I took photos of all the classes, and some of the children wanted extra photos taken with me either in groups or on their own. I also had each class do something that I could bring home with me - so I have a pile of pictures and stories to remind me of my trip. From Kalskag, I also have a book that one class gave me, which is set in the area and is very like the lives they live so I can't wait to read that. And Karen gave me a gift of a Kuspuk - a traditional dress here. I'll take a photo of it and upload it when I get home.

The janitor in Kalskag has a hook instead of a hand. He was in Vietnam in a helicopter and they were shot. His hand was shot off and when he said to the helicopter pilot "Look, my hand has been blown off, the pilot fainted and the helicopter crashed.

When it was time to go I was told "The plane will call the school and tell us when it's going to land. It did. I definitely want that sort of service from Northwest when I fly home to Scotland. It's great just turning up at the field where the plane lands, driving up to it and then just getting in and taking off. Check-in and security take...oooooh....30 seconds. Before going to the plane the principal of the High School took me up to a high point where I had a beautiful view over the gorgeous Kuskokwim River.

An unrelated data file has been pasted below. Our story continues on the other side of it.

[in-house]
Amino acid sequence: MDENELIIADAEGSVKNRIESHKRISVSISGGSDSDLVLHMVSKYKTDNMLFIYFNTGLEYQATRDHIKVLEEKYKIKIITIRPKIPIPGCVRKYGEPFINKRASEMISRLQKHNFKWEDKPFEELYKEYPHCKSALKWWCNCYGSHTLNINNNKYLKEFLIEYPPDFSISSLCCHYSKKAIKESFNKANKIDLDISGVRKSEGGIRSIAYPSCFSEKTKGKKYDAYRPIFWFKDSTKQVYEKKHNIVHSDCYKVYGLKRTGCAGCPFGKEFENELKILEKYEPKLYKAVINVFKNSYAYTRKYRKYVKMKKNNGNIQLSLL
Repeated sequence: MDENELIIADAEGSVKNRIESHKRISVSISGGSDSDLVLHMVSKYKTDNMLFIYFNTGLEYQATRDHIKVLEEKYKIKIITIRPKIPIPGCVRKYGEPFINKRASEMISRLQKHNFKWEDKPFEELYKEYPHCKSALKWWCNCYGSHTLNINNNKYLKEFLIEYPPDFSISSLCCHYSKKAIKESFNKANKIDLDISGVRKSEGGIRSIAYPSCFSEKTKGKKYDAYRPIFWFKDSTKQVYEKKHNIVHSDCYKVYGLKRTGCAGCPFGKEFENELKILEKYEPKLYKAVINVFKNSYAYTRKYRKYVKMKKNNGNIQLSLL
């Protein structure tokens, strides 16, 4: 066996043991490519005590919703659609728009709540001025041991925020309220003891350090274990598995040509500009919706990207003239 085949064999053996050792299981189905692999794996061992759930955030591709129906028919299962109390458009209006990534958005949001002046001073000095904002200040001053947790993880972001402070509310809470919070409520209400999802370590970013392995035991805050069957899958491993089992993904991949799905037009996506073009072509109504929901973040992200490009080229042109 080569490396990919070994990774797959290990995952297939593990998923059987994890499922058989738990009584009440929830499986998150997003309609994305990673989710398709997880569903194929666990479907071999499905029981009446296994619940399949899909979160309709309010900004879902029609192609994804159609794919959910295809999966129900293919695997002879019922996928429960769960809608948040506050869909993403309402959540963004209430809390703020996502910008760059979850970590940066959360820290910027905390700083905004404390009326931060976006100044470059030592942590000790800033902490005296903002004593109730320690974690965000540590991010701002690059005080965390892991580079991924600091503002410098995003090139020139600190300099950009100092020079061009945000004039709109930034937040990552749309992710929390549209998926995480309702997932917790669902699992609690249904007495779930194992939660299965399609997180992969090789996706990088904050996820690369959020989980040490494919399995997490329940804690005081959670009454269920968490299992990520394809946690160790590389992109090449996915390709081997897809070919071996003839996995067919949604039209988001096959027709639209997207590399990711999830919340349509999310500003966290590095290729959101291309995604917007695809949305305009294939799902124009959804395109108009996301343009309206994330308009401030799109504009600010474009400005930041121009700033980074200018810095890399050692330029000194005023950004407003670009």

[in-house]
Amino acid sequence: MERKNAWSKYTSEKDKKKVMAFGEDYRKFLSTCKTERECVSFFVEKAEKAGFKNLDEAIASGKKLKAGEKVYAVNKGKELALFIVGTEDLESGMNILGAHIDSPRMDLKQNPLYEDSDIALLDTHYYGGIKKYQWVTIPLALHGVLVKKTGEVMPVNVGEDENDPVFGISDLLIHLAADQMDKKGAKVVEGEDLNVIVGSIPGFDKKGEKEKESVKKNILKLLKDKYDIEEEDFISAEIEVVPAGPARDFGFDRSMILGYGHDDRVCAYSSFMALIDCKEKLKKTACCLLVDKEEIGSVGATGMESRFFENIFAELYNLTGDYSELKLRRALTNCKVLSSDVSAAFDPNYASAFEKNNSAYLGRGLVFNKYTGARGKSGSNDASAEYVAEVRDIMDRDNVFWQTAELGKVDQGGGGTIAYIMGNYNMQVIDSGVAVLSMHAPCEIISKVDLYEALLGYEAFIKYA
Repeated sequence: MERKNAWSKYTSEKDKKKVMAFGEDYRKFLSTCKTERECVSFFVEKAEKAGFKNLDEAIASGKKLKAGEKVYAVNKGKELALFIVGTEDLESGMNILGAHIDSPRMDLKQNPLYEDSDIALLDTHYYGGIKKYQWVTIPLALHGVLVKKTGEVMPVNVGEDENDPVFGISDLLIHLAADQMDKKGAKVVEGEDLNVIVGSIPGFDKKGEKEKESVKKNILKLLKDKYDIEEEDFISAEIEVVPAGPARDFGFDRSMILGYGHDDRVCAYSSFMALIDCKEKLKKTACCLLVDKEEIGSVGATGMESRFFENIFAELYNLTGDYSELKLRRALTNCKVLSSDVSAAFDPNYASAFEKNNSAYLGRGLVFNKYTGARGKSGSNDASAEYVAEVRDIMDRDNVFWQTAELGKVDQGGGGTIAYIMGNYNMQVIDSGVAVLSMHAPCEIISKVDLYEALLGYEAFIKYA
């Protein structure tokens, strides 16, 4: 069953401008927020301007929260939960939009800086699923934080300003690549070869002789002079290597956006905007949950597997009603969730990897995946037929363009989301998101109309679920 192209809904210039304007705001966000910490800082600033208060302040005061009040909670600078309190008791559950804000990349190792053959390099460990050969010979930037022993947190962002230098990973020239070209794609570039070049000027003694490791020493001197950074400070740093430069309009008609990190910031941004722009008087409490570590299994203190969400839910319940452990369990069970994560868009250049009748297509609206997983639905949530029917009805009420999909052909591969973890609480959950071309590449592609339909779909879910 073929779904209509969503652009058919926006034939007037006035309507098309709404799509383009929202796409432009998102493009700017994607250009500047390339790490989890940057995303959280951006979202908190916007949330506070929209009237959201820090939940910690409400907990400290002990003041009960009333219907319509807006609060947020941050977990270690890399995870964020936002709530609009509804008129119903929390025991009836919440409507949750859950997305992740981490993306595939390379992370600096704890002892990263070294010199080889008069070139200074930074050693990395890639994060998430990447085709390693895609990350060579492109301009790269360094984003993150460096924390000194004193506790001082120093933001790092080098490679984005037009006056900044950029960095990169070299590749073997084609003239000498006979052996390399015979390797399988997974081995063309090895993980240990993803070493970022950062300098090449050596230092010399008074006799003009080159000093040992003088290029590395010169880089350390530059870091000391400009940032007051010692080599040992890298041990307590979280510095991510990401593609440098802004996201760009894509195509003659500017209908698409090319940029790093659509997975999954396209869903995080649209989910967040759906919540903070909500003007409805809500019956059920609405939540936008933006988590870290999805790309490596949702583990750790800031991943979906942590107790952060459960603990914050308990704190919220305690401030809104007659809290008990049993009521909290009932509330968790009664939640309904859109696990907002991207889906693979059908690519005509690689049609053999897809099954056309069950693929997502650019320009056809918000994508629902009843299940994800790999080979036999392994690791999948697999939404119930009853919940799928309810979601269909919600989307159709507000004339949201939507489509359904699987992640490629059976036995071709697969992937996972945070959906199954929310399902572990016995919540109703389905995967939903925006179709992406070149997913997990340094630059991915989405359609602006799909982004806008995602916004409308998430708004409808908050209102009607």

I meant to say before, please excuse any typos etc. I have limited time to post and am just setting down my thoughts in a mish-mash and not checking over the post before I send it - so apologies.


Julie said...

More wonderful stuff, Donna, you really give a sense of the place and the people. Although I'm not convinced they will actually let you leave after this - you've obviously made many friends on your travels.

Cheers, doll

J x

dave said...

Hi Dollface, your looking well. Glad to read all about it, it sounds fantastic. Im sure all those kids would love to go home with you. Have you ditched the hi heels for ever ????

Anonymous said...

When do you actually intend on returning home? It all sounds as if they mean to keep you.

John said...

Hi Donna, still enjoying your posts, you're clearly having the time of your life over there, and I'm looking forward to seeing the rest of your photos. I loved that wee boy's alibi, by the way, you have to use that in your next novel :-) Take care, John xxx

Donna said...

Jools - I'm glad if I can even give a flavour of how wonderful it is then that's good. The next report is from Sleetmute and I have a picture of a honey bucket and a bath house, as well as a new friend I made there who was really funny.

Dave - I haven't wornm high heels for a week - but they will be back!

Dad - I arrive back Monday morning - I'll give you and Mum a call when I get home. I forgot you were going to Wales.

John - I have about 2500 pictures - still want to see them all?????